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What is Search Engine Indexing and How Does It Work?


Indexing is the process of collecting and cataloging all the content discovered during the initial crawling phase. Once a webpage is located, rendered, and analysed by search engine crawlers, its content is meticulously stored and organised within a comprehensive search engine index.


This indexed repository of content serves a pivotal role in enabling search engines to swiftly retrieve information when a user initiates a search query.


Without this organised index, searching through every individual webpage on the internet upon each user query would be an incredibly slow process. Instead, the index streamlines the process, allowing search engines to efficiently deliver content that is relevant to a user's specific query.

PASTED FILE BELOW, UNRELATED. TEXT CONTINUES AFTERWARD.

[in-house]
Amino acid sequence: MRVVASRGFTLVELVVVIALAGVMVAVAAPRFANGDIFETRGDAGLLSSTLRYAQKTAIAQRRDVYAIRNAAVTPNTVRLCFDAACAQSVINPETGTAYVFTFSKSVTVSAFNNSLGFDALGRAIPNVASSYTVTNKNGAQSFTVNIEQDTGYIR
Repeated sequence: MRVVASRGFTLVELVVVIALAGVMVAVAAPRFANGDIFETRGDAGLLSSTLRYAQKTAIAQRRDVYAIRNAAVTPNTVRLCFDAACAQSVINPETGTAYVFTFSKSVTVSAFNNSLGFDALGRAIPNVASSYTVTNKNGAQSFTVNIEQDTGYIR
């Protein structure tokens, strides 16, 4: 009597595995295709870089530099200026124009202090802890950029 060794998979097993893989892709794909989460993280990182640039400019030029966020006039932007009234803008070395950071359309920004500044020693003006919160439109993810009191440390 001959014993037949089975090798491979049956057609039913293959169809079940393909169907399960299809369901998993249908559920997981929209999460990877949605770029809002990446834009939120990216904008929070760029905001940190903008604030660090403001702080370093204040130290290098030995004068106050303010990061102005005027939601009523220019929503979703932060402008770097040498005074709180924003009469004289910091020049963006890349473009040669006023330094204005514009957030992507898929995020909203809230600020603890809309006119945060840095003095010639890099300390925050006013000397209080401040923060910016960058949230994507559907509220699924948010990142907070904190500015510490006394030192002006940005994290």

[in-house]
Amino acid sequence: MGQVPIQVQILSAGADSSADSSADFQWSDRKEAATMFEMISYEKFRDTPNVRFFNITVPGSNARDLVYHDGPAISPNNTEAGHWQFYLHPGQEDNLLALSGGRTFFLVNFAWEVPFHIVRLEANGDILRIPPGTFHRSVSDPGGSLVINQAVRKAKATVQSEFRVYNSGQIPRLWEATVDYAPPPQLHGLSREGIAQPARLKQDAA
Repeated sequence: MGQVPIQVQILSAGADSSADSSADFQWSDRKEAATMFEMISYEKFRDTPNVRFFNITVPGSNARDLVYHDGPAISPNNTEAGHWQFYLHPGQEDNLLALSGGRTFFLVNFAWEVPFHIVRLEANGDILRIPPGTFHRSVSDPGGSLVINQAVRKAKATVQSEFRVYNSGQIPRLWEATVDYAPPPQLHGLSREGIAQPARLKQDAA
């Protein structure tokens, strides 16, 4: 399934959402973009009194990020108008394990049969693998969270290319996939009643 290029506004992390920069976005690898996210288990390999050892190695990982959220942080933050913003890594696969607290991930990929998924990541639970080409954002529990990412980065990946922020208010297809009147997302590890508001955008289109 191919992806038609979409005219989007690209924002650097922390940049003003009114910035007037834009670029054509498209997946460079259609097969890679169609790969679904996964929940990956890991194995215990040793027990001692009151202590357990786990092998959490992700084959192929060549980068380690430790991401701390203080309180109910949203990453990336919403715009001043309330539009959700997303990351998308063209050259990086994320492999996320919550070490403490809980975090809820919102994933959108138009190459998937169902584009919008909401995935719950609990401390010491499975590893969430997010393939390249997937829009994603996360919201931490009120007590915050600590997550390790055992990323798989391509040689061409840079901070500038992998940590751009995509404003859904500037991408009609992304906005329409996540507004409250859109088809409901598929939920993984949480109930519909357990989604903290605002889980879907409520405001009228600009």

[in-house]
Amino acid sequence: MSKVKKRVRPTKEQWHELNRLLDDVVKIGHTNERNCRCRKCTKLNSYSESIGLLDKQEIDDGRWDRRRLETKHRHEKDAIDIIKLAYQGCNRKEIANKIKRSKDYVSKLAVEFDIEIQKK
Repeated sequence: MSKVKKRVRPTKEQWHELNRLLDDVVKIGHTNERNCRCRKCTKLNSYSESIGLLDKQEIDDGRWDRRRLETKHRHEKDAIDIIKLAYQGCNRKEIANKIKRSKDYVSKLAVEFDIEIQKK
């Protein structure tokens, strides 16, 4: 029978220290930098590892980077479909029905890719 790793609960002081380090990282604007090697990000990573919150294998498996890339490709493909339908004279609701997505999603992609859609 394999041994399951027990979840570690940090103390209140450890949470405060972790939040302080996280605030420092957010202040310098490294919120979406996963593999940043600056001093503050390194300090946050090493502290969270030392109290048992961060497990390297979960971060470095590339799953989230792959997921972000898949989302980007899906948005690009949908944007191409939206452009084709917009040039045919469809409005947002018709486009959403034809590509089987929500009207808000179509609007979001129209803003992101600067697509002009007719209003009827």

You have a degree of control over which pages are included in the index through the use of meta directives, such as "noindex" and canonical tags. These directives play a key role in instructing search engines regarding how certain pages should be treated. You can delve deeper into the concepts of noindex tags [here](link to noindex tags resource) and canonical tags [here](link to canonical tags resource).


For additional insights into how search engines operate and the intricacies of search engine indexing, you can explore the following resources:

How Search Engines Operate

Search Engine Indexing

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